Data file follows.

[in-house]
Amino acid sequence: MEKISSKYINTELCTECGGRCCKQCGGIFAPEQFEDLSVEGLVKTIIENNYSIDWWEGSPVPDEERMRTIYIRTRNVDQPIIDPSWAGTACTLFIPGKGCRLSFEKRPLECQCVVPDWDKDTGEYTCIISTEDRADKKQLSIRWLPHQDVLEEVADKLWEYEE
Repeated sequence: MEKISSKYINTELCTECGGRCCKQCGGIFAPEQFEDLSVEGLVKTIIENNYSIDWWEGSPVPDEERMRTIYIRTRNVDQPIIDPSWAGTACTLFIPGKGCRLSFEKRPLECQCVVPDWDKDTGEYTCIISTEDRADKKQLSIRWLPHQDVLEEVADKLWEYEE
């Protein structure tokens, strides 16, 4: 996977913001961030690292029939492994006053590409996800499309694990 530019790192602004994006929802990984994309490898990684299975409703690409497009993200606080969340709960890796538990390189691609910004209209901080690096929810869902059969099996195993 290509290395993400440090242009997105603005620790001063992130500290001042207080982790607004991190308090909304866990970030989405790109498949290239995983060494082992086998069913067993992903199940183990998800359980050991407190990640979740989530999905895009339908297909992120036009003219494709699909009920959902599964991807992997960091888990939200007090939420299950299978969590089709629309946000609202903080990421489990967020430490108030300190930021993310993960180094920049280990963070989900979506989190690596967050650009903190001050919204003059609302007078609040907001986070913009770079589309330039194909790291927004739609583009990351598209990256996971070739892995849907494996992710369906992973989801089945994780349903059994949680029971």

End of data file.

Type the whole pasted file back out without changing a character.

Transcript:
[in-house]
Amino acid sequence: MEKISSKYINTELCTECGGRCCKQCGGIFAPEQFEDLSVEGLVKTIIENNYSIDWWEGSPVPDEERMRTIYIRTRNVDQPIIDPSWAGTACTLFIPGKGCRLSFEKRPLECQCVVPDWDKDTGEYTCIISTEDRADKKQLSIRWLPHQDVLEEVADKLWEYEE
Repeated sequence: MEKISSKYINTELCTECGGRCCKQCGGIFAPEQFEDLSVEGLVKTIIENNYSIDWWEGSPVPDEERMRTIYIRTRNVDQPIIDPSWAGTACTLFIPGKGCRLSFEKRPLECQCVVPDWDKDTGEYTCIISTEDRADKKQLSIRWLPHQDVLEEVADKLWEYEE
């Protein structure tokens, strides 16, 4: 996977913001961030690292029939492994006053590409996800499309694990 530019790192602004994006929802990984994309490898990684299975409703690409497009993200606080969340709960890796538990390189691609910004209209901080690096929810869902059969099996195993 290509290395993400440090242009997105603005620790001063992130500290001042207080982790607004991190308090909304866990970030989405790109498949290239995983060494082992086998069913067993992903199940183990998800359980050991407190990640979740989530999905895009339908297909992120036009003219494709699909009920959902599964991807992997960091888990939200007090939420299950299978969590089709629309946000609202903080990421489990967020430490108030300190930021993310993960180094920049280990963070989900979506989190690596967050650009903190001050919204003059609302007078609040907001986070913009770079589309330039194909790291927004739609583009990351598209990256996971070739892995849907494996992710369906992973989801089945994780349903059994949680029971």